.NET UPDATE—brought to you by the Windows & .NET Magazine Network
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August 8, 2002—In this issue:
- Gates's .NET Report Card Doesn't Go Far Enough
2. .NET NEWS AND VIEWS
- Microsoft Updates Windows CE .NET
3. DOT-TECH PERSPECTIVES
- Introducing UDDI 3.0: New Naming Conventions
- Get a Free Digital or Print Sample Issue Today!
- Event Highlight: XML Web Services One Conference and Expo
6. NEW AND IMPROVED
- Keep Current on .NET Server and XP Training
- Submit Top Product Ideas
7. CONTACT US
- See this section for a list of ways to contact us.
(contributed by Paul Thurrott, news editor, [email protected])
Last week, 2 years after Microsoft announced its sweeping plans for .NET, Microsoft Chairman and Chief Software Architect Bill Gates hosted an event at the Microsoft campus to give analysts an overview of the company's progress thus far. The verdict isn't pretty: Like a principal cracking a yardstick on a recalcitrant student's knuckles, Gates delivered a grade of C to the company for its delivery of Web services. That grade might be a bit generous. Here's my own analysis of where Microsoft stands regarding .NET so far.
Envisioned originally as a universal online identity authentication service, .NET Passport gets no respect today because the company forces the service on the hundreds of millions of people who use MSN Hotmail. In fact, if .NET Passport weren't tied to Hotmail, I find it unlikely that more than a few dozen people would even take advantage of it. .NET Passport's eWallet feature goes virtually unused, and a short-lived .NET Passport for Kids promotion failed to garner serious interest from parents. .NET Passport is a prime example of a solution without a problem, and if Microsoft is serious about .NET, I suspect the company will scale .NET Passport back in the coming years and ultimately let a more universal solution, such as that offered by The Liberty Alliance, to displace the service. (For more information about The Liberty Alliance, go to http://wwws.sun.com/software/sunone/liberty/ .)
Microsoft purchased Hotmail in January 1998—when the free email service had only 9 million users—for about $400 million. Today, with almost 250 million active users, Hotmail is the most popular email service in the world. Although Microsoft is slowly ripping features out of the free version to influence customers to sign up for an extra-cost subscription service, the free service still works, and the per-fee Hotmail service is still cheap. Like .NET Passport, Hotmail predates .NET, but Hotmail's success is probably the most visible sign that Microsoft can deliver Web-based services to a large audience.
On a darker note, Hotmail is marred by spam. Microsoft recently admitted that more than 80 percent of the mail transmitted to and from Hotmail is spam that the company's spam filters don't catch. That's more than 1 billion pieces of spam, every single day. To give you an idea of how bad this situation is, I maintain a Hotmail account that I never use: Over the past 5 days, I received 273 spam messages, so I cleared out the Junk Mail folder last night. When I woke up this morning, the account had received 34 new spam messages. Unbelievable! I hope Microsoft will do something about the spam problems in Hotmail, even if doing so requires a paid service.
.NET My Services
Last year, Microsoft began touting .NET My Services, which was to have been released by late 2002. According to the company's plan, .NET My Services would build from .NET Passport to supply a suite of Web services to enterprises and consumers providing, among other things, online authentication and identity management, and calendaring and email services. However, .NET My Services had one fatal flaw: It required Microsoft to store user data on its servers, raising serious privacy and security concerns. For large corporations, an even bigger problem arose: No company was interested in allowing Microsoft to store proprietary customer information.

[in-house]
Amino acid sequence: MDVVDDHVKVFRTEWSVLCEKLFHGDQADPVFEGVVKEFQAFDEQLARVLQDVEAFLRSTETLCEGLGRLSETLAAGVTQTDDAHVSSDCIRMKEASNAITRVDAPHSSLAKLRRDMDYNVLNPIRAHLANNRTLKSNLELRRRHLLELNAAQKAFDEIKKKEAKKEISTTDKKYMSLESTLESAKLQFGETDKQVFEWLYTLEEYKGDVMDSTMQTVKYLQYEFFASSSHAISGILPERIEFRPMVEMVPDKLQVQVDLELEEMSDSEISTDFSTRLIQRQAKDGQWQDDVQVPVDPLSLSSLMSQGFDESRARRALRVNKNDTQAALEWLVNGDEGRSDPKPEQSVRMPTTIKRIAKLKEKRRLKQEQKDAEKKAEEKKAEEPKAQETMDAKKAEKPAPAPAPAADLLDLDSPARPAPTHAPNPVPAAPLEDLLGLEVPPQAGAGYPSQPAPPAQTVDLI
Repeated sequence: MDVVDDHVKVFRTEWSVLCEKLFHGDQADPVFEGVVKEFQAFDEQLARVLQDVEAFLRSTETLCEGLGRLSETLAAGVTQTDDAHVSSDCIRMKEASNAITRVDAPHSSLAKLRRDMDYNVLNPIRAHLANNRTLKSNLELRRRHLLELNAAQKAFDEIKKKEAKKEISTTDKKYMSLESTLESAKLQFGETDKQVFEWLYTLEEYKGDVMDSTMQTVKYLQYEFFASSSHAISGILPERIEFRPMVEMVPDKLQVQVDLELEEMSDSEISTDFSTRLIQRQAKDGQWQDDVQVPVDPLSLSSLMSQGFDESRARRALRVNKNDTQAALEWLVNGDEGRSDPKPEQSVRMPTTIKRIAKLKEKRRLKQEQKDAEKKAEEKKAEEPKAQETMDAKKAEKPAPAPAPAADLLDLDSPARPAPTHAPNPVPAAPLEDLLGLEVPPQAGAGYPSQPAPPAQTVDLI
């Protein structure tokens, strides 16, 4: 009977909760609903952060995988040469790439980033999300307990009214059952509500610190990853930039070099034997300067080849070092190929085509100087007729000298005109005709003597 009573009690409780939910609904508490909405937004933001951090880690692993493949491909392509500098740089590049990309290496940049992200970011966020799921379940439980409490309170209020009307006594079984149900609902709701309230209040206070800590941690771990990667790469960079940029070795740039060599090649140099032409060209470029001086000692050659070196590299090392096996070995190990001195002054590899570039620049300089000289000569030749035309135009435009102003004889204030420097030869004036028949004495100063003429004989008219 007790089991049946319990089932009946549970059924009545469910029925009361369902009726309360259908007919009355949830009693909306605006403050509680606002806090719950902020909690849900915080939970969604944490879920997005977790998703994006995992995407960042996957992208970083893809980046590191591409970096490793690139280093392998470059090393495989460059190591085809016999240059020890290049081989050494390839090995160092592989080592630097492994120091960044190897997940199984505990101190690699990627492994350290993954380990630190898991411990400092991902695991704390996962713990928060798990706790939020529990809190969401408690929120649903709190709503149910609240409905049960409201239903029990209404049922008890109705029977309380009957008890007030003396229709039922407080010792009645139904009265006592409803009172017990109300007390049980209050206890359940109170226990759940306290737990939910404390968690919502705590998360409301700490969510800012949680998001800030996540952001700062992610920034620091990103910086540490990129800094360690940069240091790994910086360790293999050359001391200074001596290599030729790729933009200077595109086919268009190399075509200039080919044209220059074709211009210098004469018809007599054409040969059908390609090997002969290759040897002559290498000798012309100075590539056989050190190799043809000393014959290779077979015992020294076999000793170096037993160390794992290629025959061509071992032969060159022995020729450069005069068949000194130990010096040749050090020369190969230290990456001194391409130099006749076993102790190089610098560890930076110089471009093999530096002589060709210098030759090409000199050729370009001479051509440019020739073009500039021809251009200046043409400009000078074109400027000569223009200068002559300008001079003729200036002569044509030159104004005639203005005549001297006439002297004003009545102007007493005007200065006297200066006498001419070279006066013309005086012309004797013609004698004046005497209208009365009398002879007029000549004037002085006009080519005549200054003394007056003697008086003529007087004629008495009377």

When not one of its partners endorsed .NET My Services, Microsoft canceled plans for and retooled the service. The current plan is to ship a server-based product sometime in 2003 that will enable corporations to roll out services similar to .NET My Services but using a company's internal servers. Thus, Microsoft's single biggest Web services plan has been completely recast into yet another standard server product, raising serious doubts about whether the company can ever truly deliver on its .NET vision. Say what you will about .NET My Services, the project was a major misstep for the software giant.
Visual Studio .NET/.NET Framework
It took years to complete, but the move from Visual Studio (VS) 6 to Visual Studio .NET—which enables developers to create .NET services and applications—was well worth the wait. Visual Studio .NET is an amazingly mature development environment with support for all the latest .NET technologies, including the .NET Framework, C#, and ASP .NET. Developers have quickly embraced this tool and are now racing to deliver .NET-based software. In a field of otherwise disappointing products, Visual Studio .NET is the shining star, and the .NET Framework it supports is logical, well-designed, and full-featured.
.NET Enterprise Servers
Nothing is wrong with the .NET Enterprise Servers—among them Application Center 2000, BizTalk Server 2002, Commerce Server 2002, Exchange 2000 Server, SQL Server 2000—other than the simple fact that most have very little to do with .NET. Perhaps the company was riding a .NET high when it decided to preemptively name its server line the .NET Enterprise Servers, but I think Microsoft should have waited until these products had integrated .NET Framework support and performed more than a modicum of XML Web services interoperability. Today, the .NET Enterprise Servers just confuse the .NET issue for customers, who might logically wonder whether this group of products was what they had been waiting for all along.
Articulating the .NET Vision
I've always thought that Microsoft has done a supremely poor job of communicating what .NET is and why customers should want it, and the events of the past year have only reinforced this belief. "One degree of separation": Can anyone on this planet explain what that phrase means without having to think about it? In contrast, I think Microsoft is taking the right approach with Palladium, its secure computing initiative, which won't be released until 2005. Unlike .NET, Palladium wasn't introduced to the world with a flashy event but rather was leaked slowly to the press, letting people simultaneously get a feel for what the technology is and also understand that the technology isn't going to emerge any time soon. With .NET, Microsoft has always given the impression that we're very close to seeing something palpable, when in fact the only .NET products the company has been able to release for end users—.NET Passport, Hotmail, and the .NET Enterprise Servers—all use pre-.NET technologies. This strategy seems like a smoke screen or a delaying tactic. Yeah, we get it: You're moving to Web services. But, years later, that day still hasn't arrived. Talk to us, Microsoft.